It would be an understatement to say the Penguins have played well of late at Mellon Arena. It would be more accurate to say they’ve been simply unbeatable.

Pittsburgh has won seven straight on home ice in this year’s playoffs, a franchise record that surpasses the six in a row accomplished by the 1992 Stanley Cup champions.

Home ice in the postseason is a precarious honor. All it takes is the road team winning one of the first two games and the advantage then shifts in their favor. But the Penguins haven’t allowed that to happen over the first three rounds, carrying all the momentum on the road with them and putting their opponents under a lot of pressure.

But the Penguins didn’t just turn it on at home when the calendar reached mid-April. They ended the regular season by taking their final eight in friendly territory. The home faithful in Pittsburgh haven’t left unhappy since a 2-1 shootout loss to San Jose way back on Feb. 24.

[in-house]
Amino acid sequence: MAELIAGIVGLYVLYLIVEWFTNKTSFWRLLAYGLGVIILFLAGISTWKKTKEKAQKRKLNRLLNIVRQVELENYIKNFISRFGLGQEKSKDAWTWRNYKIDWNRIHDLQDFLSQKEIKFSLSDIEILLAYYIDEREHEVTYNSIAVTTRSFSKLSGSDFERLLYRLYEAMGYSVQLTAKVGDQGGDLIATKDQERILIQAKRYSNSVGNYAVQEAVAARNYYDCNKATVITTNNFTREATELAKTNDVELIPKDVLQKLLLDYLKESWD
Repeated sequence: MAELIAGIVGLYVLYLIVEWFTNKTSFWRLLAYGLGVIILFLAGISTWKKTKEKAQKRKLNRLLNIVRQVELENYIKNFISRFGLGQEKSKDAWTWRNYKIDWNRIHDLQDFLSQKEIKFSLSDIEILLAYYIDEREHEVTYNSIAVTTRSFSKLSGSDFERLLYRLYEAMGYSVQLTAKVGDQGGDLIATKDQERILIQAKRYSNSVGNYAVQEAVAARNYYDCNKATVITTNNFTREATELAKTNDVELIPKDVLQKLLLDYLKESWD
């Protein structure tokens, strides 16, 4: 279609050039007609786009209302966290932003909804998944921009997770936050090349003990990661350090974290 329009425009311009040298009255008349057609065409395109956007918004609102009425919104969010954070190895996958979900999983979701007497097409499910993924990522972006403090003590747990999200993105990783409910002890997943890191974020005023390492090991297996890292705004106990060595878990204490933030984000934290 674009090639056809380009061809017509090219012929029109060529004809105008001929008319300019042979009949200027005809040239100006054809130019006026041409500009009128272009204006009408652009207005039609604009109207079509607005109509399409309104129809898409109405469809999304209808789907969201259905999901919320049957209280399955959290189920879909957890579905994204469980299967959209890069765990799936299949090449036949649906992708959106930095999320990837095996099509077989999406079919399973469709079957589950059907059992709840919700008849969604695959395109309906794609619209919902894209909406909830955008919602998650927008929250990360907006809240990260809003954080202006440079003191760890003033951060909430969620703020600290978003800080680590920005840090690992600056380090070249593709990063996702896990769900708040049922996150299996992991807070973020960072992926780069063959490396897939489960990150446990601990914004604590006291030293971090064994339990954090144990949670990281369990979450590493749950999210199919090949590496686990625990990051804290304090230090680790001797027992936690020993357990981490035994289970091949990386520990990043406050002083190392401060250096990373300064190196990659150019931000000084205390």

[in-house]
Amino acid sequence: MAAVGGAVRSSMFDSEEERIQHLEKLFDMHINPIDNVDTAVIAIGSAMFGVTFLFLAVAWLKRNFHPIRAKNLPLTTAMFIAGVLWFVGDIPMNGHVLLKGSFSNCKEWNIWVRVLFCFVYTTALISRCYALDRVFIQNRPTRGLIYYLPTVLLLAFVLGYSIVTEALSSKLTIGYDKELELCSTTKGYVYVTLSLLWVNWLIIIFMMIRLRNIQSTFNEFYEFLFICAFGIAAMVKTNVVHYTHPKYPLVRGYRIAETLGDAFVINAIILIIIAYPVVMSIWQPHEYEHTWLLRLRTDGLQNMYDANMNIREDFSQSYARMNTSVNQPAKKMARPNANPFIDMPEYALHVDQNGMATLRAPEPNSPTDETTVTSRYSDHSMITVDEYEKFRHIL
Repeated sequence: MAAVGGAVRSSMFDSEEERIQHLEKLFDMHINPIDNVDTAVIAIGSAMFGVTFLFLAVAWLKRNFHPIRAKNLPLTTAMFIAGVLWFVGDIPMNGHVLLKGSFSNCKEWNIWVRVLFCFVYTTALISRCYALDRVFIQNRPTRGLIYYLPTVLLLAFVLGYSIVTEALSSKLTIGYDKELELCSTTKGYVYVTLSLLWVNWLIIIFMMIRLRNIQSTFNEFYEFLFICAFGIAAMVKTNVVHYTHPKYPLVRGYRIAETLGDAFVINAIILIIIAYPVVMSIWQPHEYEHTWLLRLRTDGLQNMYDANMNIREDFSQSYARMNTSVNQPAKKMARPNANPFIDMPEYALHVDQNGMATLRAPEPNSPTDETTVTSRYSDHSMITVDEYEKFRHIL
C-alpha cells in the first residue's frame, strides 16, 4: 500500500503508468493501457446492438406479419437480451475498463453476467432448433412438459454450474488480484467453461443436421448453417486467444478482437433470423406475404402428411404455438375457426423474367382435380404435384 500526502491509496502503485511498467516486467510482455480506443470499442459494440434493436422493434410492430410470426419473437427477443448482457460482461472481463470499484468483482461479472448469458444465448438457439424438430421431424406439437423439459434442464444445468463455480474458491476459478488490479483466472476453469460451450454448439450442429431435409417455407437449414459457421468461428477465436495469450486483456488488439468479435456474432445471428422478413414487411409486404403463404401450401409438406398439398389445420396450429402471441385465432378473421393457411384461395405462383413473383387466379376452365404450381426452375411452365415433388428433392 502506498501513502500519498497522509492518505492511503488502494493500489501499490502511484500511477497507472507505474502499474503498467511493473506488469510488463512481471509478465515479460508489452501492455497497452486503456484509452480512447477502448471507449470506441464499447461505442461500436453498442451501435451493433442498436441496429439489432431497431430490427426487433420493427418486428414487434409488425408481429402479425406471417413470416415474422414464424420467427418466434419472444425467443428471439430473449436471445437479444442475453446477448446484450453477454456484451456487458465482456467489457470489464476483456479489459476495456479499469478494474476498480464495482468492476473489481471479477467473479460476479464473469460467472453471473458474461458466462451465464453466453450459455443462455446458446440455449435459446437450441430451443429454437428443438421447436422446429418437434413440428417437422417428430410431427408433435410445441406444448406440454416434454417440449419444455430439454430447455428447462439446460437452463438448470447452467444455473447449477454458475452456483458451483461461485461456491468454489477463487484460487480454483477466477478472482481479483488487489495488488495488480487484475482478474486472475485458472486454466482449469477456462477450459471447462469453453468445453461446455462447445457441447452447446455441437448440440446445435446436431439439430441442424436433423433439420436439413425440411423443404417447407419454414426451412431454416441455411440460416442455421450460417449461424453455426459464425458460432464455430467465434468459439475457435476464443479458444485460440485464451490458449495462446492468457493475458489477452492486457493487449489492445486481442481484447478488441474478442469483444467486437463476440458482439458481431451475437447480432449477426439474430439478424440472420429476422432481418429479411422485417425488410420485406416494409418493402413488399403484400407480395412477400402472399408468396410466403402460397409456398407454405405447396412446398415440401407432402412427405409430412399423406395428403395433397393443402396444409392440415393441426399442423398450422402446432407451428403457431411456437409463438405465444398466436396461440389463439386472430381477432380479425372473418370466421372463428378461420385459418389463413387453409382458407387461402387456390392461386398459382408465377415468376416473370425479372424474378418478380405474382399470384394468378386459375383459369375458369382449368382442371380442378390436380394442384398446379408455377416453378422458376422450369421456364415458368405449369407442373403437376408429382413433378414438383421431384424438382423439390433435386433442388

On another note, the Penguins also remained unbeaten in the playoffs when scoring the first goal, improving to 8-0 in such situations.
2. Defense Takes Another Hit
Losing Kimmo Timonen to a blood clot in his leg prior to the start of the series was a huge blow for the Flyers. Now, they must hold their breath while waiting to see if up-and-coming blueliner Braydon Coburn will miss significant time after he took a puck to the face during the first period Sunday night.
Less than two minutes into the game, Pittsburgh’s Hal Gill took a shot that hit a stick and went up into Coburn’s face, striking him near the left eye and drawing blood. Coburn was led off to the Philadelphia dressing room and would not return. He will be re-examined to determine the extent of the injury.